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Lately, I've been going through a pretty weird phase. I feel the need to write/rewrite all the tools I use ( text editors,IDE's,libraries/modules ) and I don't know why .
Even though this can be seen as a good thing ( because I learn alot of things in the process , and my software design skills are improving constantly ) , the weirdest part is that I throw away all the code after I'm done, so I kinda work in vain. I'm never satisfied with the code I write. Have you been experimenting this too? How did you get over it?

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Weird, indeed! You need a code-shrink! :P –  Cerebrus Feb 5 '09 at 18:34
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I think he feels a need for psychological reprogramming. <badum bum> –  alphadogg Feb 5 '09 at 18:39
    
I'm the same way. All of my side projects never get finished because part-way through I realize the code I wrote sucks and I end up re-designing it. –  moffdub Feb 22 '09 at 14:56
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12 Answers

up vote 18 down vote accepted

It sounds like you're driven by one of a couple different possible "syndromes" (or maybe more than one).

  1. Not invented here syndrome (NIHS). This is where nobody's code is good enough, or does things in the way you want them done. So you think you can do it better.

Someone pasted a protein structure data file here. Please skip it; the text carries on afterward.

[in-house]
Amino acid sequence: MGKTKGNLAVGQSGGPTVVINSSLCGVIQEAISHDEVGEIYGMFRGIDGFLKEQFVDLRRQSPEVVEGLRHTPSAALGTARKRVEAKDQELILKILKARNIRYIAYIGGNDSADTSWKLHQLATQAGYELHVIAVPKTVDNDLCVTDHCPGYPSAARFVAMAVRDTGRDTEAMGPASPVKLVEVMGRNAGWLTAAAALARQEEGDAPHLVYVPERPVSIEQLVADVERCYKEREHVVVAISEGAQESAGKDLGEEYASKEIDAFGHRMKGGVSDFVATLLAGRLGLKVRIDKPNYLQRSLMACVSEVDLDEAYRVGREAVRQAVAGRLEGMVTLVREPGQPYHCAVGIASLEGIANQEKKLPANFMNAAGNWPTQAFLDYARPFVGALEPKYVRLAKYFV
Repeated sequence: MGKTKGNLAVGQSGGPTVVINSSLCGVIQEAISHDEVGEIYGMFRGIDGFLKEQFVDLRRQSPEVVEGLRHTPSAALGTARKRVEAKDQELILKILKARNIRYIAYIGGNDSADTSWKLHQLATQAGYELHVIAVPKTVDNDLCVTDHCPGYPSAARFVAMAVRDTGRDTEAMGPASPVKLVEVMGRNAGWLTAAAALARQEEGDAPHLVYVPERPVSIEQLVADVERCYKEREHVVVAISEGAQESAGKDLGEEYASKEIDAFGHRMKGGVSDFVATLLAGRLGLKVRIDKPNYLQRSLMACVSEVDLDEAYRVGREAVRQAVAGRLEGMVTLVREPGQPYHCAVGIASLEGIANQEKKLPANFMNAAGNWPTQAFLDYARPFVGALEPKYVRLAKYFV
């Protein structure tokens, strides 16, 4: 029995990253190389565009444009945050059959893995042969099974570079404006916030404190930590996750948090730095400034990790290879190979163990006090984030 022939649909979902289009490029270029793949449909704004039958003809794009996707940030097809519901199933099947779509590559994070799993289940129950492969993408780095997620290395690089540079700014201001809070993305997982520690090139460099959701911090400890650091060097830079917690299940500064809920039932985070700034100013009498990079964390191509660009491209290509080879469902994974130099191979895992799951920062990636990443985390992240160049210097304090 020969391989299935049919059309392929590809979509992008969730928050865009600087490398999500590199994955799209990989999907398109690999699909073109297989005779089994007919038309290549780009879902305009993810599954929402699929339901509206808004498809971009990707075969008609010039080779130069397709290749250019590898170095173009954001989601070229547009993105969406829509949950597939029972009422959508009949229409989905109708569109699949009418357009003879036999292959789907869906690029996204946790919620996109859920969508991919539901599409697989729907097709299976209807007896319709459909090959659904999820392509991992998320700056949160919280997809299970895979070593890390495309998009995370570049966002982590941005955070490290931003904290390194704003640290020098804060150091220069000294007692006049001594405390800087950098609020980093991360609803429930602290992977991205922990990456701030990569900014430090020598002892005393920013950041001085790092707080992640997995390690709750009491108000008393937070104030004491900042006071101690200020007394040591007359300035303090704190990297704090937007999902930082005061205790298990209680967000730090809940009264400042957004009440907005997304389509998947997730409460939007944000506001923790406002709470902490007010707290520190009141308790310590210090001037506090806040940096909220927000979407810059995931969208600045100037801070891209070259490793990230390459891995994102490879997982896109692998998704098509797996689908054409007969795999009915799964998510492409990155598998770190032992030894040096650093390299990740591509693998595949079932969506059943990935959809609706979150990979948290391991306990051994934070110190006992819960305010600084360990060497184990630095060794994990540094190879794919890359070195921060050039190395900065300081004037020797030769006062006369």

2. How Does It Work? Syndrome (HDIWS). This where you are fascinated by a program and want to understand how it works, so you basically get down to writing it yourself.
  3. Biting off more than you can chew syndrome (BOMTYCCS). This is where you think "That can't be too hard to do, so i'll just write it myself then I know what it's doing". Then, you get partway done with it, enough to make it kind of work, and you realize that your code sucks and that you made too many compromises to get it done quickly, so you throw it away.
  4. Too cheap to buy it so you figure you can build it cheaper syndrome (TCTBISYFYCBICS). The name speaks for itself. The problem is that you get partway done, then you realize you've fallin into #3 above and think your time is worth more than whatever it is.

I have suffered from all of these, and more.. (Like the classic "Need to create an acroynm for everything syndrome (NTCAAFES)" ;)

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I often suffer from the second syndrome :) –  Tempus Feb 5 '09 at 20:59
    
"Not invented here" is probably the most prevalent. Unless you're job is writing tools you should be concentrating on stuff that's relevant for your business. –  ChrisF Feb 22 '09 at 14:49
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Add #5 to the list: Odorless Code Dreamer (OCD): moffdub.wordpress.com/2009/02/22/… –  moffdub Feb 22 '09 at 16:26
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I do this all the time (well, except for the throwing away part). Personally, I started to do this early in my programming learning (when I was a student); it got the point where I would examine the Java core source code and if I didn't like it, I would make my own/extend it. It got to the point where the running class joke was that I was going to reinvent Java.